I interview the patient using a questionnaire: What drugs and what dosages did you use? What education do you have? Have you ever worked? and so on. Then I walk with him to the restroom for the toxicology test. Meanwhile, in the waiting room, a newly arrived patient is already drumming his fingers impatiently on his knees.
The responses to the education question provoked my genuine surprise. The vast majority of patients, regardless of skin color, do not have high school diplomas. How is that possible? In the “capital of the world”? At first, I was surprised when a patient said he had only finished tenth or eleventh grade. After some time, any patient with a high school diploma or GED would surprise me and earn my admiration: “Good job! That’s great you were able to graduate from high school!” And if I met someone who had attended a semester or two of college, he would be considered an Einstein!
Still, education—or rather, its lack—was not the most significant of my discoveries.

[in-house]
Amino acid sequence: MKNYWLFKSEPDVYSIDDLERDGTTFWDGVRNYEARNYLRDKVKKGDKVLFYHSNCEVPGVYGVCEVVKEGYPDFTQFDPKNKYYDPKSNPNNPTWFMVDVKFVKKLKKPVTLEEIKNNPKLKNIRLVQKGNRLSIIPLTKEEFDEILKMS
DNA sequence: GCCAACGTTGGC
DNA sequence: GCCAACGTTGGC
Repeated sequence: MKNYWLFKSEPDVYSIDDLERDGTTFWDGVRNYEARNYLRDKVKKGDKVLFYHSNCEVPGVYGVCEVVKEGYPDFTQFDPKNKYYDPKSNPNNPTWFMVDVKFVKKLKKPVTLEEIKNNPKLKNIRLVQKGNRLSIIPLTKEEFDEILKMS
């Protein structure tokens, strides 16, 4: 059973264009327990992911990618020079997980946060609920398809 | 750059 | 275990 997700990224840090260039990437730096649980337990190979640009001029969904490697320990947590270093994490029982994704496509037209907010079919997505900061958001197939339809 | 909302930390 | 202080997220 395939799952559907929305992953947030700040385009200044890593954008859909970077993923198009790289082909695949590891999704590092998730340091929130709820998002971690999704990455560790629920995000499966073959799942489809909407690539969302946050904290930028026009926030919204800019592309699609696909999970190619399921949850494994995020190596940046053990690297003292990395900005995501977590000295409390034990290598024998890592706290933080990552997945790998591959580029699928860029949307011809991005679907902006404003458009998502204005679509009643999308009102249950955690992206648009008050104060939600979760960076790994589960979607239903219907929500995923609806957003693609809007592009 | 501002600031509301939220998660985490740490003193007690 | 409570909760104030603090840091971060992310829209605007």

It was the endless stream of sorrow. The grief that does not scream, or cry, or go into hysterics. This was a sorrow of a different order. It wore a severe, scarred face, with broken and decaying teeth; it had tattooed arms cut by knives and a body bearing gunshot wounds. It had been torn from all family relations. It had endless arrests for robbery, burglary, and selling drugs. It was devoid of real careers or work experience. It was chronically diseased.
I felt sympathy for these first patients: everything in their lives was broken and mangled, and devoid of even a gleam of hope. I listened to them carefully, promised to call somewhere, find something out. But the stream of sorrow would not cease. From all the state prisons, the courts, the detoxes and psychiatric wards, people would arrive at the clinic with their worn baggage.
The mountain of incomplete paperwork grew ominously on my desk. One patient after another sat before me. Their names and faces started to blur in my memory.
“Which drug did you use?”